The whys and hows in handy FAQ format:
Three main reasons: In some discussions, there were too many people using the default "anon" as a "name," leading to confusion. As UH has gained more participants, we've picked up more nasty hit-and-run trolls. And we've picked up a new breed of spammers who took advantage of the anonymous posting ability to craft comments that manage to evade the site spam filters (mainly by limiting the number of links in their posts to one or two).
How do I register?
Go to the registration page and fill out the simple form (the toughest part is coming up with a Universal Hub user name). Hit Submit and look in your e-mail for a message from Universal Hub. Click on the link in the message, which will bring you to your new Universal Hub profile page, where you can set your own password. And that's it.
What do you do with my login information?
Your profile page will let you set a default so that you are automatically notified of any replies to your post. You can also "subscribe" to specific discussions (i.e., get e-mail notification when somebody posts there). You can decide, on your profile page, whether to let other users contact you (via a Universal Hub form; your actual e-mail address never appears, unless you type it into a post or comment yourself). Other than that, I don't rent or give out e-mail addresses. I do occasionally contact individual posters if I have a question about their posts.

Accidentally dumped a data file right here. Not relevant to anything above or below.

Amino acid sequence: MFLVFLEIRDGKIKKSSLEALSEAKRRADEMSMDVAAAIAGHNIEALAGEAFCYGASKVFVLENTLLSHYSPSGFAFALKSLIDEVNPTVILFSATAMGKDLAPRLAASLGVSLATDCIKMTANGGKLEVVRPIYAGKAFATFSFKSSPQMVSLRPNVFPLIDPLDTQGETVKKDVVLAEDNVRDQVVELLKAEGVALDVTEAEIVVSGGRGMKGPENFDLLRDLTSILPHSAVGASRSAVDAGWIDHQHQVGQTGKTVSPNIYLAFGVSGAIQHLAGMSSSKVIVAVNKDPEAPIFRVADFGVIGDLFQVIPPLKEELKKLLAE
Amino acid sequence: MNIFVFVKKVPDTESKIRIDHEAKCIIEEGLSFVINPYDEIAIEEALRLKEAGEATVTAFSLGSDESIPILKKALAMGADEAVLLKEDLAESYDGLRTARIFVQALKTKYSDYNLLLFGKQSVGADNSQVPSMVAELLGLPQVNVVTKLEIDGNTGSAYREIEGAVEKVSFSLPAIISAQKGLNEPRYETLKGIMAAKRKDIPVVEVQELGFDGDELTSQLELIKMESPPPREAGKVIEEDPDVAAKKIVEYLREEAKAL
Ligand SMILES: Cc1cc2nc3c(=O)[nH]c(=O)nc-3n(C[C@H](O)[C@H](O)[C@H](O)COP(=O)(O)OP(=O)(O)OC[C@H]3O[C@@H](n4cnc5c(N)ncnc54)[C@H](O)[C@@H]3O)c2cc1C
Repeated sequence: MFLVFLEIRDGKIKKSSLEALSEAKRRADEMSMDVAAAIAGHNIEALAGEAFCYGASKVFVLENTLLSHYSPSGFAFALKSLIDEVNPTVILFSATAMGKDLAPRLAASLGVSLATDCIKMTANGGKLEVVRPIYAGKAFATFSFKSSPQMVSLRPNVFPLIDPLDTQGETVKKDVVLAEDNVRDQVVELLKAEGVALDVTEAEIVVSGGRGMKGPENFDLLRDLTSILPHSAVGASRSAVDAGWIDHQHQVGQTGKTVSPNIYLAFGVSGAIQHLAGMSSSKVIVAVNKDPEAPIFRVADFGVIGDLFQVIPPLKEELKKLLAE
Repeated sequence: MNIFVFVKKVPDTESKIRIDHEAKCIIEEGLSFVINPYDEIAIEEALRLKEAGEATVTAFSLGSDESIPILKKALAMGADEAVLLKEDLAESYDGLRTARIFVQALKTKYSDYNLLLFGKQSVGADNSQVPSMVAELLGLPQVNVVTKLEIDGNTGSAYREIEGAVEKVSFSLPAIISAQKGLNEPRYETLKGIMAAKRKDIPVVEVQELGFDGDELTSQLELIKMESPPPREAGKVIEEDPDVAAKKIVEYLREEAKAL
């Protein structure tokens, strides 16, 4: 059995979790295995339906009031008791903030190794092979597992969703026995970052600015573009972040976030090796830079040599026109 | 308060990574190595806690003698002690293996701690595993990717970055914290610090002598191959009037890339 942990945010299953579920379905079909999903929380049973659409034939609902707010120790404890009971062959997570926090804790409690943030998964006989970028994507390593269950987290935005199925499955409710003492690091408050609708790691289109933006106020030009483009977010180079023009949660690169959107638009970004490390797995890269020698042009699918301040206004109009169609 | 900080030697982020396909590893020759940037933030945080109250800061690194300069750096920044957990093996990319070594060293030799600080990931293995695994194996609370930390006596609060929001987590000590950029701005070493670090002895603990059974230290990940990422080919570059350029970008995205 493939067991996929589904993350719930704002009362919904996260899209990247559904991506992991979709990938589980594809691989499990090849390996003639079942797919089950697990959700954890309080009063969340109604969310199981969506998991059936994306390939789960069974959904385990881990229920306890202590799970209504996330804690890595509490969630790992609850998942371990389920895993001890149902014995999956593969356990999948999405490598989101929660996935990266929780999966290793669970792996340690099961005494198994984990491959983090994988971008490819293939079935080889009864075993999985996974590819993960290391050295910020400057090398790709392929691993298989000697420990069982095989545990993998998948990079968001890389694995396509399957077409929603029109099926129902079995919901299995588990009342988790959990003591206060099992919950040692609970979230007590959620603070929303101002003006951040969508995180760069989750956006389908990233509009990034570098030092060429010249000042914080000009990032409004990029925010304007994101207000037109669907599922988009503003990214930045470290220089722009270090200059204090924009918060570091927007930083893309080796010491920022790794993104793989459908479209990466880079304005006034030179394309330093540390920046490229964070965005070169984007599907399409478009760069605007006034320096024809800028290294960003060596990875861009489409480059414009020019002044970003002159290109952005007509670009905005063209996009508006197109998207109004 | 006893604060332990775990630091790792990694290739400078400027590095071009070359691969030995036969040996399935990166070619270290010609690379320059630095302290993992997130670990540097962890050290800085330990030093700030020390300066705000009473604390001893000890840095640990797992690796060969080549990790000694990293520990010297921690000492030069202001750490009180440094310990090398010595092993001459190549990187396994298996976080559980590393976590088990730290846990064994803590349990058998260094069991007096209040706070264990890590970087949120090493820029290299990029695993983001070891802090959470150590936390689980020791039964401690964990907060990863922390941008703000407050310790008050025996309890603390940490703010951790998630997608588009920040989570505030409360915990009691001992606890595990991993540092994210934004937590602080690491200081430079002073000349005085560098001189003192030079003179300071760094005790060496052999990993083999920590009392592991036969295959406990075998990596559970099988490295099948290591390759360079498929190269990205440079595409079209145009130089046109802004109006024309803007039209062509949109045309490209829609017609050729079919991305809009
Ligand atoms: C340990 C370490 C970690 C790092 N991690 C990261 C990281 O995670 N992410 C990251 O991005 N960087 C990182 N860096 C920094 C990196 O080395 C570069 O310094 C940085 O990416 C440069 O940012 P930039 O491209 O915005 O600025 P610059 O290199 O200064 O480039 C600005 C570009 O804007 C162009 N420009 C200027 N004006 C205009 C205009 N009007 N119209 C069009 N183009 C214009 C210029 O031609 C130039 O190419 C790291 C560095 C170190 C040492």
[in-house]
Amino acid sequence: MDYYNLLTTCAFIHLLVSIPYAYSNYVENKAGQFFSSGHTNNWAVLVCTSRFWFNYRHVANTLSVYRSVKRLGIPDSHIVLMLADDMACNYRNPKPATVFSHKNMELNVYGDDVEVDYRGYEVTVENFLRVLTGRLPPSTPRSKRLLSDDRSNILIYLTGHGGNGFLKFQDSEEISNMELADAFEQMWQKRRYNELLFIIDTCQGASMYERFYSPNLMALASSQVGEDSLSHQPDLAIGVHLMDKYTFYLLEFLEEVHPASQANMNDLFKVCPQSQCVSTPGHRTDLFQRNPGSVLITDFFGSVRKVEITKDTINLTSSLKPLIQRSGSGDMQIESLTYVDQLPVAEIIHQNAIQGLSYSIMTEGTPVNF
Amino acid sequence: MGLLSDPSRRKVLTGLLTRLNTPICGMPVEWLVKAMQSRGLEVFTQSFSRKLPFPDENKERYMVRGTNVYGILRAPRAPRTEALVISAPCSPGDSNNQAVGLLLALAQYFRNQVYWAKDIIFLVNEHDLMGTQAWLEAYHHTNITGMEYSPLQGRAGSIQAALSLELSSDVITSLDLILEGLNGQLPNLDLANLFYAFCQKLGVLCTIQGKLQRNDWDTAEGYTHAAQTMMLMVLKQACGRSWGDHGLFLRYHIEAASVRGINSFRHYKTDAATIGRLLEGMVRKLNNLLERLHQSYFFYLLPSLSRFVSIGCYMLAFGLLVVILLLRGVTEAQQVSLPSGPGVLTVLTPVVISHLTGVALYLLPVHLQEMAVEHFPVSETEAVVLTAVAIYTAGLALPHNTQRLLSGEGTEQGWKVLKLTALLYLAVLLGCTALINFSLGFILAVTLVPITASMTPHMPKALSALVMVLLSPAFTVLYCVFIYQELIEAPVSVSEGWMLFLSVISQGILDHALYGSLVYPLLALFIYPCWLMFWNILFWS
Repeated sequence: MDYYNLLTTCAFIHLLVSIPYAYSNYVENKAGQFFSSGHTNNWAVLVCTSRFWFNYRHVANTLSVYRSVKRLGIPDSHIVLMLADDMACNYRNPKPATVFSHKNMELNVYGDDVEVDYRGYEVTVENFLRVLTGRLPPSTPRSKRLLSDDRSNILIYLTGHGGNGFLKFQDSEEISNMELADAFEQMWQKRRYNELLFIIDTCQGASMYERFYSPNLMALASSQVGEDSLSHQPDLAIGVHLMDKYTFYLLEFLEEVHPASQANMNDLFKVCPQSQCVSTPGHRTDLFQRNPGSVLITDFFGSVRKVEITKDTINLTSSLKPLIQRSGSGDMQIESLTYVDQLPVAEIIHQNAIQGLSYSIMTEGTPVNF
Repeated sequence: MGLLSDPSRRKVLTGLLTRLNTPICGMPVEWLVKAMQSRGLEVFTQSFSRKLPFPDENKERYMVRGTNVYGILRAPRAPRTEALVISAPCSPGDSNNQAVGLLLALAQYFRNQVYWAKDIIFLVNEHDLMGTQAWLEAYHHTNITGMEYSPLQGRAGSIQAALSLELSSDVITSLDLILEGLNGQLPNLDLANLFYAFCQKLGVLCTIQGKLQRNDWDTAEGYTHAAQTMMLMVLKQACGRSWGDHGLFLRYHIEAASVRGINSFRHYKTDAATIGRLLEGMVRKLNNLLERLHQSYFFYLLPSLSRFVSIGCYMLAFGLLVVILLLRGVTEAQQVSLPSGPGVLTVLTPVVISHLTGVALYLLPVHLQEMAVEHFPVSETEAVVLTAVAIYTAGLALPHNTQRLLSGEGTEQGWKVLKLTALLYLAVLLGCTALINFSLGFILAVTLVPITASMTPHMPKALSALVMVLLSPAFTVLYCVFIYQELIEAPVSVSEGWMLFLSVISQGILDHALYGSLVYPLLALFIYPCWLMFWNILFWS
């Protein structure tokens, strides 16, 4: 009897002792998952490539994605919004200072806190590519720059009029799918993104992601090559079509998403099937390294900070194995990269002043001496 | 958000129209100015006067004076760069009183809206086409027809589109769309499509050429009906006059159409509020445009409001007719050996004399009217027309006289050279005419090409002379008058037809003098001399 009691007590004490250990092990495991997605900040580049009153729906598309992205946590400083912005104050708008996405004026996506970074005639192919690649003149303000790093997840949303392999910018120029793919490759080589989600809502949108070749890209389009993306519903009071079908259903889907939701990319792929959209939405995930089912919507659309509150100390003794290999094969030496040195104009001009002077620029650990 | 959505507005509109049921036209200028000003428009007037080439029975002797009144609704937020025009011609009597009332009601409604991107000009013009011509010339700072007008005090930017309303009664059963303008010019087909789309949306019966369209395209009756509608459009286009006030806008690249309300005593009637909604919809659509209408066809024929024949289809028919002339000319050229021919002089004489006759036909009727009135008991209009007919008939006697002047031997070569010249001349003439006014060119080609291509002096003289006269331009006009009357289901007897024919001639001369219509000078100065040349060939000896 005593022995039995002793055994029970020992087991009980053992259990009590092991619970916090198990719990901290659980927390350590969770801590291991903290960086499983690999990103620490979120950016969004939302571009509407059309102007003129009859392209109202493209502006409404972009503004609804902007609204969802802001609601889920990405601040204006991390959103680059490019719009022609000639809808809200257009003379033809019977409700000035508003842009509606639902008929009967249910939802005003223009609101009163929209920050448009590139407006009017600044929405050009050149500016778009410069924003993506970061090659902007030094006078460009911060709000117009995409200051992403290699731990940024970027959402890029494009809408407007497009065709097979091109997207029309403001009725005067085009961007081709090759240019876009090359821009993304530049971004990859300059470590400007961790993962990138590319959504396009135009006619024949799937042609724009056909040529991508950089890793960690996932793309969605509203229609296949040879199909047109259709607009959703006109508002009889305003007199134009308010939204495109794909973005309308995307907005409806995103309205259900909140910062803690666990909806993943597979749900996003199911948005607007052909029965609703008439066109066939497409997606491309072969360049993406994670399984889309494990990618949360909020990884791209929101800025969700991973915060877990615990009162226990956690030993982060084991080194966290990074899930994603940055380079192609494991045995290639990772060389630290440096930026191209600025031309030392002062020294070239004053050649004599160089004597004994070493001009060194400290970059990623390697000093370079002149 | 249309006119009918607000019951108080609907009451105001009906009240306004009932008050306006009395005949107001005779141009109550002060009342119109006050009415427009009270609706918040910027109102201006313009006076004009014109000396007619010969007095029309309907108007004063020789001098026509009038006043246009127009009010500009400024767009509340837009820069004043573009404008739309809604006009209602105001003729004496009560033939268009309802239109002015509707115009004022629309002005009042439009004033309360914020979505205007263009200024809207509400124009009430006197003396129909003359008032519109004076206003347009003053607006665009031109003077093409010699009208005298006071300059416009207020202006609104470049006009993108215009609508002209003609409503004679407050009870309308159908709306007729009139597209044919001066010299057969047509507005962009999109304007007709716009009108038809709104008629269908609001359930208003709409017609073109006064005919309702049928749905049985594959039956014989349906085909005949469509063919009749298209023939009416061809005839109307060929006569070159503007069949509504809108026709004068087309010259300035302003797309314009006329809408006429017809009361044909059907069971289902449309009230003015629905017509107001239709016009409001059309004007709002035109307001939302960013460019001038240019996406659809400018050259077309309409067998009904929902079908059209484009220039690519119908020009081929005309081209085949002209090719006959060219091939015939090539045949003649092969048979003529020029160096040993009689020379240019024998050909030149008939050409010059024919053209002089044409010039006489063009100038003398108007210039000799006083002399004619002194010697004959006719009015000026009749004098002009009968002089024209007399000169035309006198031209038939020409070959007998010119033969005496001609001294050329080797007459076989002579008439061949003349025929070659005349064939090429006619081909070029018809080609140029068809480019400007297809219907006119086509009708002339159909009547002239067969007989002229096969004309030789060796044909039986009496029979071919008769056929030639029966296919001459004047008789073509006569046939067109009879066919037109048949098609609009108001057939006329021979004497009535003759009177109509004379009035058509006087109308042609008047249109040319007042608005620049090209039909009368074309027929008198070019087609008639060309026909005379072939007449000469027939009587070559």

Feh, I don't trust you to keep my info private.
That's your right. I've been doing online stuff in Boston for years and years, so I do have a reputation I'd like to protect, but if that isn't good enough, you can create an account at some Web e-mail host, use that to log in here, then delete that account (the danger there is that if you forget your password, there won't be any way to have a new one sent to you). I am working on enabling OpenID (I'll certainly post when that's available). If you happen to have a drupal.org account, you can use that here.
Won't this new policy inhibit some discussions?
Quite possibly, and it's one of the reasons I dragged my feet for so long on requiring registration to comment on posts (the other involved some technical issues). But I think we've gotten to the point where the problems related to a completely open system (see the first answer) are beginning to outweigh the benefits. I could be wrong; I'll certainly be watching to see what happens and could reconsider requiring registration.
Any questions I didn't answer? Reply here or e-mail me.